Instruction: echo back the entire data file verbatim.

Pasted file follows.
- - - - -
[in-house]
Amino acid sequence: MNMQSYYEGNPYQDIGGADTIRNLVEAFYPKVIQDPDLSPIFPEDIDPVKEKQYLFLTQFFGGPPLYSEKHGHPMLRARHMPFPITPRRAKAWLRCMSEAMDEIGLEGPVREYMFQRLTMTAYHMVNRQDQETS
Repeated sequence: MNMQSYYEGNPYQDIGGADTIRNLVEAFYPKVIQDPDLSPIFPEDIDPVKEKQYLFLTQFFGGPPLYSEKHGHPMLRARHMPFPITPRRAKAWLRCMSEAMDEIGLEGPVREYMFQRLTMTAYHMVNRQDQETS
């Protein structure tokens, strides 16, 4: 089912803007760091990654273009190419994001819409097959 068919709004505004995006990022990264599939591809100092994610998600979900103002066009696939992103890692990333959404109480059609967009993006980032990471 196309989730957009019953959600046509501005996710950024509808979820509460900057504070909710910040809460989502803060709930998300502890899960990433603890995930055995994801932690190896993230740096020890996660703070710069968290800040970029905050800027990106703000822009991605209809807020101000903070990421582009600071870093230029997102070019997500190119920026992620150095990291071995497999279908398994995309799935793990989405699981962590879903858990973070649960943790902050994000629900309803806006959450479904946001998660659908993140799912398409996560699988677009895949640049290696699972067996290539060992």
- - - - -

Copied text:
[in-house]
Amino acid sequence: MNMQSYYEGNPYQDIGGADTIRNLVEAFYPKVIQDPDLSPIFPEDIDPVKEKQYLFLTQFFGGPPLYSEKHGHPMLRARHMPFPITPRRAKAWLRCMSEAMDEIGLEGPVREYMFQRLTMTAYHMVNRQDQETS
Repeated sequence: MNMQSYYEGNPYQDIGGADTIRNLVEAFYPKVIQDPDLSPIFPEDIDPVKEKQYLFLTQFFGGPPLYSEKHGHPMLRARHMPFPITPRRAKAWLRCMSEAMDEIGLEGPVREYMFQRLTMTAYHMVNRQDQETS
């Protein structure tokens, strides 16, 4: 089912803007760091990654273009190419994001819409097959 068919709004505004995006990022990264599939591809100092994610998600979900103002066009696939992103890692990333959404109480059609967009993006980032990471 196309989730957009019953959600046509501005996710950024509808979820509460900057504070909710910040809460989502803060709930998300502890899960990433603890995930055995994801932690190896993230740096020890996660703070710069968290800040970029905050800027990106703000822009991605209809807020101000903070990421582009600071870093230029997102070019997500190119920026992620150095990291071995497999279908398994995309799935793990989405699981962590879903858990973070649960943790902050994000629900309803806006959450479904946001998660659908993140799912398409996560699988677009895949640049290696699972067996290539060992």